June 2015 Book Club Choice

This month we have decided to read a classic The Maltese Falcon by Dashiell Hammett
Here is an overview and what critics have said about this novel...

The Maltese FalconA treasure worth killing for. Sam Spade, a slightly shopworn private eye with his own solitary code of ethics. A perfumed grafter named Joel Cairo, a fat man name Gutman, and Brigid O’Shaughnessy, a beautiful and treacherous woman whose loyalties shift at the drop of a dime. These are the ingredients of Dashiell Hammett’s coolly glittering gem of detective fiction, a novel that has haunted three generations of readers.
From the Publisher
“Dashiell Hammett . . . is a master of the detective novel, yes, but also one hell of a writer.” –The Boston Globe
The Maltese Falcon is not only probably the best detective story we have ever read, it is an exceedingly well written novel.” –The Times Literary Supplement(London)
“Hammett’s prose [is] clean and entirely unique. His characters [are] as sharply and economically defined as any in American fiction.” –The New York Times
New York Times Book Review
If the locution 'hard-boiled' had not already been coined it would be necessary to coin it now to describe the characters of Dashiell Hammett's latest detective story. . . there is plenty of excitement. -- Books of the Century; New York Times review, February 1930

Book Club Dinner

Deborah hosted our early spring book club dinner at her classic high water Victorian. Lots of lively conversation and tasty foods, the group was small but the spirit was big!

March April Book Choice

Our March April Book Choice is the first novel my author Antony Marra, " A Constellation of Vital Phenomena" 
Overview Washington Post Ron Charles-

The book begins with a sentence that forecasts both the horror and the whimsy ahead: “On the morning after the Feds burned down her house and took her father, Havaa woke from dreams of sea anemones.” Havaa, we learn, is 8 and now almost certainly orphaned. “She had the pale, waxen skin of an unripe pear,” Marra writes. Her father, who nurtured her curiosity with extravagant affection, was an arborist who had lost his fingers in a previous encounter with the Feds and a pair of bolt cutters. When he was gagged with duct tape and bundled away for good, Havaa avoided assassination by sneaking out of the house and hiding in the snow. But those thugs will be back, fulfilling a new order to murder the family members of anyone suspected of sympathizing with rebel forces.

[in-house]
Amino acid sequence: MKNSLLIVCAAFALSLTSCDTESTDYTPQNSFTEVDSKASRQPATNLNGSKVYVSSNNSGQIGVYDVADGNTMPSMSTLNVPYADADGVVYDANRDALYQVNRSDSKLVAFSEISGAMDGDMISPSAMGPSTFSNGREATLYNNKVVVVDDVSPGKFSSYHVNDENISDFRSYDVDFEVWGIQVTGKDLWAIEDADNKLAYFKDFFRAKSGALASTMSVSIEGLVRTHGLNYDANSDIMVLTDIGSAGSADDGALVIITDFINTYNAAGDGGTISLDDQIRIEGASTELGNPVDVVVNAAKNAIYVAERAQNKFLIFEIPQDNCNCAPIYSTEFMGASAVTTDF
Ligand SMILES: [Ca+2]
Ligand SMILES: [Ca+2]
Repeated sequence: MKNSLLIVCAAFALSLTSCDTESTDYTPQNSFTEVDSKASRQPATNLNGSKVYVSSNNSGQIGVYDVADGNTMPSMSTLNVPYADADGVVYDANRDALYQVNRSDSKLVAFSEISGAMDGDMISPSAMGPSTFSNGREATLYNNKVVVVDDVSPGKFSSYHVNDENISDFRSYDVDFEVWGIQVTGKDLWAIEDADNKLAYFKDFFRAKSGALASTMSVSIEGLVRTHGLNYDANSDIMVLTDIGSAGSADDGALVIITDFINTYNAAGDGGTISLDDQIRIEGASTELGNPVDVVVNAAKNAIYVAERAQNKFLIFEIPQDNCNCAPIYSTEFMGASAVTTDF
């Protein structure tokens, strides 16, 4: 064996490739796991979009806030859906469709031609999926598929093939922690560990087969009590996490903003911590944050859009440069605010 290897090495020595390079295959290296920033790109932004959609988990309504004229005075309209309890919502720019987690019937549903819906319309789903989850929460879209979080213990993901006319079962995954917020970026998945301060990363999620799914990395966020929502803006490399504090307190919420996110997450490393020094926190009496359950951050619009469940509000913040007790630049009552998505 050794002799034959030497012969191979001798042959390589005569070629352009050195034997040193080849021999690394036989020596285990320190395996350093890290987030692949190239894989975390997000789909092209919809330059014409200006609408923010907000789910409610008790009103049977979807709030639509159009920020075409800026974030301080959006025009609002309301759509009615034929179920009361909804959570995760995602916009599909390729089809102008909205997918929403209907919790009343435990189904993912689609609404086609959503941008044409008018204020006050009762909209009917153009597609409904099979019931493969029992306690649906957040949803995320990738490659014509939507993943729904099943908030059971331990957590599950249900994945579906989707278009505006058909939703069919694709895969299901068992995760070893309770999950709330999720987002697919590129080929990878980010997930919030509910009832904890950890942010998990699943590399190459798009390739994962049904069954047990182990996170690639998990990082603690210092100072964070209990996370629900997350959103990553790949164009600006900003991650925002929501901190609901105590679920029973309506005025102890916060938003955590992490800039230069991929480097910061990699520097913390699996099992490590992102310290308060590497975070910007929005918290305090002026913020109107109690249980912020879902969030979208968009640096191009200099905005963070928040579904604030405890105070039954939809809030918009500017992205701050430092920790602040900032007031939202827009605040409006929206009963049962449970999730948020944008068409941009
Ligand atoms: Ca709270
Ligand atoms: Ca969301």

The complicated moral hero of this tale is an incompetent peasant doctor named Akhmed, who lives across the street. More comfortable drawing portraits than blood, he is determined to save his old friend’s daughter, though “she seemed an immense and overwhelming creature whom he was destined to fail.” His only choice is to spirit Havaa out of the village, where the sole remaining career choices are running guns for the rebels or informing for the Russians. Acting on a rumor from a refugee who passed through months earlier, he takes Havaa to an all-but-abandoned hospital in a nearby town that looks “like a city made of shoeboxes and stamped into the ground by a petulant child.”

February March Book Club Dinner

Molly hosted our March gathering at her lovely villa, with lots of spice and candle light to ward away the rain. We all admitted to knowing very little about this president and or the situation that lead to his death. Lots of history twists and turns, plus great food and fellowship.

February March Book Choice

Our February March book choice is Destiny of the Republic...a tale of madness, medicine and murder of a President by Candice Millard. Here is an overview of the book:
James A. Garfield was one of the most extraordinary men ever elected president. Born into abject poverty, he rose to become a wunderkind scholar, a Civil War hero, and a renowned and admired reformist congressman. Nominated for president against his will, he engaged in a fierce battle with the corrupt political establishment. But four months after his inauguration, a deranged office seeker tracked Garfield down and shot him in the back. 

But the shot didn’t kill Garfield. The drama of what hap­pened subsequently is a powerful story of a nation in tur­moil. The unhinged assassin’s half-delivered strike shattered the fragile national mood of a country so recently fractured by civil war, and left the wounded president as the object of a bitter behind-the-scenes struggle for power—over his administration, over the nation’s future, and, hauntingly, over his medical care. A team of physicians administered shockingly archaic treatments, to disastrous effect. As his con­dition worsened, Garfield received help: Alexander Graham Bell, the inventor of the telephone, worked around the clock to invent a new device capable of finding the bullet. 

Meticulously researched, epic in scope, and pulsating with an intimate human focus and high-velocity narrative drive, The Destiny of the Republic will stand alongside The Devil in the White City and The Professor and the Madman as a classic of narrative history.

Doubleday book site 

January Book Club Dinner 2015

Jane hosted the first meeting of the New Year at her arty Elmhurst cottage. Interesting discussion on the lessons of life and the choices we make based on love, survival, lust and security . Lots of meaty food choices, sweets and belly laughs.